Talisha, Tālīśa, Tālīsa, Talisa, Tāliśa: 12 definitions
Talisha means something in Hinduism, Sanskrit, Buddhism, Pali, biology. If you want to know the exact meaning, history, etymology or English translation of this term then check out the descriptions on this page. Add your comment or reference to a book if you want to contribute to this summary article.
The Sanskrit terms Tālīśa and Tāliśa can be transliterated into English as Talisa or Talisha, using the IAST transliteration scheme (?).
Ayurveda (science of life)
Talisha in the Telugu language is the name of a plant identified with Cinnamomum tamala (Buch.-Ham.) T.Nees & Eberm. from the Lauraceae (Laurel) family having the following synonyms: Cinnamomum tejpata, Laurus tamala. For the possible medicinal usage of talisha, you can check this page for potential sources and references, although be aware that any some or none of the side-effects may not be mentioned here, wether they be harmful or beneficial to health.
Talisa in the Sanskrit language is the name of a plant identified with Abies pindrow (Royle ex D.Don) Royle from the Pinaceae (Pine) family having the following synonyms: Abies himalayensis, Pinus pindrow, Pinus spectabilis var. pindrow.Source: Google Books: Essentials of Ayurveda
Tālīśa (तालीश).—The Sanskrit name for an important Ayurvedic drug.—The plant grows in Himālyan region. It is irritant, hot, pacifies kapha and vāta, and is used in cough, bronchial asthma, anorexia, consumption and loss of appetite.Source: Shodhganga: Edition translation and critical study of yogasarasamgraha
Tālīsa (तालीस) refers to the medicinal plant known as “Abies spectabilis (D Don) Mirb” and is dealt with in the 15th-century Yogasārasaṅgraha (Yogasara-saṅgraha) by Vāsudeva: an unpublished Keralite work representing an Ayurvedic compendium of medicinal recipes. The Yogasārasaṃgraha [mentioning tālīsa] deals with entire recipes in the route of administration, and thus deals with the knowledge of pharmacy (bhaiṣajya-kalpanā) which is a branch of pharmacology (dravyaguṇa).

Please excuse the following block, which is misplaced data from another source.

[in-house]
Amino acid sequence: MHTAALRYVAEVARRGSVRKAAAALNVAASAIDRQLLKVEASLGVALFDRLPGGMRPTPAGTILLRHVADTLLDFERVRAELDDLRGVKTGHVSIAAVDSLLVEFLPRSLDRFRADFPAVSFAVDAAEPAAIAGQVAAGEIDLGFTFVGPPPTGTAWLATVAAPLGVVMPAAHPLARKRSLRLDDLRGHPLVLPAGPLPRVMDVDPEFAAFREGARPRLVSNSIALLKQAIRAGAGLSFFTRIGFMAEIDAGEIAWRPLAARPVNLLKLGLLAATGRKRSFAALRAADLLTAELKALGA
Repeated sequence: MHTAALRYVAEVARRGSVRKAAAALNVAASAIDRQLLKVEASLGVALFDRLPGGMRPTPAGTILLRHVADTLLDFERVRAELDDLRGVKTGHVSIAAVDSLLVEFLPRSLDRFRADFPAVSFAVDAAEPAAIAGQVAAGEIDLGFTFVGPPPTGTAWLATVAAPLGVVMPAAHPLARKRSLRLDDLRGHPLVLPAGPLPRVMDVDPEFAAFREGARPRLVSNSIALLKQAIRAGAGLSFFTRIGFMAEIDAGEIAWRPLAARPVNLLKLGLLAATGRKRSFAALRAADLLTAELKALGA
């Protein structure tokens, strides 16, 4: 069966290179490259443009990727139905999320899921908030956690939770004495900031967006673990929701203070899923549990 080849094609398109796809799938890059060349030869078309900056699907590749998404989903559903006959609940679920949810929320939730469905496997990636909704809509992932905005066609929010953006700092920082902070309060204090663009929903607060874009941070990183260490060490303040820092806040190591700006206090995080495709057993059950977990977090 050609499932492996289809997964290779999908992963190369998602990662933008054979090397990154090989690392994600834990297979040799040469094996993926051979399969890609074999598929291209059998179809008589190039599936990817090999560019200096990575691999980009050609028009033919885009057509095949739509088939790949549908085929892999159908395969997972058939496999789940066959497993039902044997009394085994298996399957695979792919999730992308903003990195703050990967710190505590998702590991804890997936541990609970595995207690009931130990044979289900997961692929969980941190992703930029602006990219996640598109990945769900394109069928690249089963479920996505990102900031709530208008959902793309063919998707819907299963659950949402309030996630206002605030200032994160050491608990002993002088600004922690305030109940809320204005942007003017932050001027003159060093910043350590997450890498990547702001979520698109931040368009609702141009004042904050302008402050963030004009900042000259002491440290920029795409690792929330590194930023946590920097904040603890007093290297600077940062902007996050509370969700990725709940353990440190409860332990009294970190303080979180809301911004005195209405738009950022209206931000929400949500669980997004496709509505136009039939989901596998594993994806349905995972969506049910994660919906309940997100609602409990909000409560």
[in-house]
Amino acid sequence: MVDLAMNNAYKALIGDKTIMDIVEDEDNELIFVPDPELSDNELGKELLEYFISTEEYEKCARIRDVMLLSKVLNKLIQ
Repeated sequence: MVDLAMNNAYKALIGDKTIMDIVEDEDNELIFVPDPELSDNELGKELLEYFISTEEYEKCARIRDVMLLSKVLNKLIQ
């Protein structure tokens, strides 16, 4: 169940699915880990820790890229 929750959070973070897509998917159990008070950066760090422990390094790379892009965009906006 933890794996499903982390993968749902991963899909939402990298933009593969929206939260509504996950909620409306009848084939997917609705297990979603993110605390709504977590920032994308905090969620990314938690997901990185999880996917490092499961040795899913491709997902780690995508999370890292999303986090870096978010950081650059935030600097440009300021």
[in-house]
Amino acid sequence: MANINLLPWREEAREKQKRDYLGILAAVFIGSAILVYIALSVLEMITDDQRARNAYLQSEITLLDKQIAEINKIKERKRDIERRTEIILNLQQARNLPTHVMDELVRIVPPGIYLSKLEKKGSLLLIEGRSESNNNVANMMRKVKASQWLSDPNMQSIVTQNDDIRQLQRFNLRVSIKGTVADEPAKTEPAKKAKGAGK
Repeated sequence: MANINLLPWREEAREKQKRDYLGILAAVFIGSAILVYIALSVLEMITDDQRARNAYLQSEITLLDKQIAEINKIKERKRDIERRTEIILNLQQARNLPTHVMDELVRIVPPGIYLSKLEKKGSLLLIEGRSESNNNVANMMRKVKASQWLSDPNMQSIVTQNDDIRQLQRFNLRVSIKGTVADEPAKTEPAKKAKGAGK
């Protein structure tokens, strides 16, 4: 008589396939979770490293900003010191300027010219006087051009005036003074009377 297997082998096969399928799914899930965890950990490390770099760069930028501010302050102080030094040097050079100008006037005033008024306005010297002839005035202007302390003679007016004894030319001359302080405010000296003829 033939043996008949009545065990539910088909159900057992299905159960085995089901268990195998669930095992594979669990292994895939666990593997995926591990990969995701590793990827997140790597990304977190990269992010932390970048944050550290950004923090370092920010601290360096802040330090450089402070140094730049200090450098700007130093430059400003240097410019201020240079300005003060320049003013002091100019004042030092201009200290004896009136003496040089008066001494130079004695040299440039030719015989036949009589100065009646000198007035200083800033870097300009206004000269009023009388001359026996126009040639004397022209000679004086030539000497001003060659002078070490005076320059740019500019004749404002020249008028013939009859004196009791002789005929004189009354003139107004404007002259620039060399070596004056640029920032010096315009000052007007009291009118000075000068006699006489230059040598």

Āyurveda (आयुर्वेद, ayurveda) is a branch of Indian science dealing with medicine, herbalism, taxology, anatomy, surgery, alchemy and related topics. Traditional practice of Āyurveda in ancient India dates back to at least the first millenium BC. Literature is commonly written in Sanskrit using various poetic metres.
Biology (plants and animals)
1) Talisa in India is the name of a plant defined with Abies pindrow in various botanical sources. This page contains potential references in Ayurveda, modern medicine, and other folk traditions or local practices It has the synonym Abies pindrow subsp. gamblei (Hickel) Rushforth (among others).
2) Talisa is also identified with Abies spectabilis It has the synonym Picea webbiana Loudon (etc.).
3) Talisa is also identified with Rhododendron anthopogon It has the synonym Rhododendron anthopogon var. album Davidian) (from the Greek anthos ‘flower’ and pogon ‘beard’ (etc.).
Example references for further research on medicinal uses or toxicity (see latin names for full list):
· International Dendrology Society: Year Book (1998)
· The forest flora of North-West and Central India (1874)
· Hist. Nat. Vég. (Spach) (1841)
· Prodromus Florae Nepalensis (1825)
· Numer. List (1829)
· Penny Cyclop. (1833)
If you are looking for specific details regarding Talisa, for example extract dosage, health benefits, chemical composition, pregnancy safety, side effects, diet and recipes, have a look at these references.
This sections includes definitions from the five kingdoms of living things: Animals, Plants, Fungi, Protists and Monera. It will include both the official binomial nomenclature (scientific names usually in Latin) as well as regional spellings and variants.
Languages of India and abroad
1) Tālīsa, 2 (No. 40) is short for cattālīsa, e.g. Ap. 103, 234 and passim. (Page 300)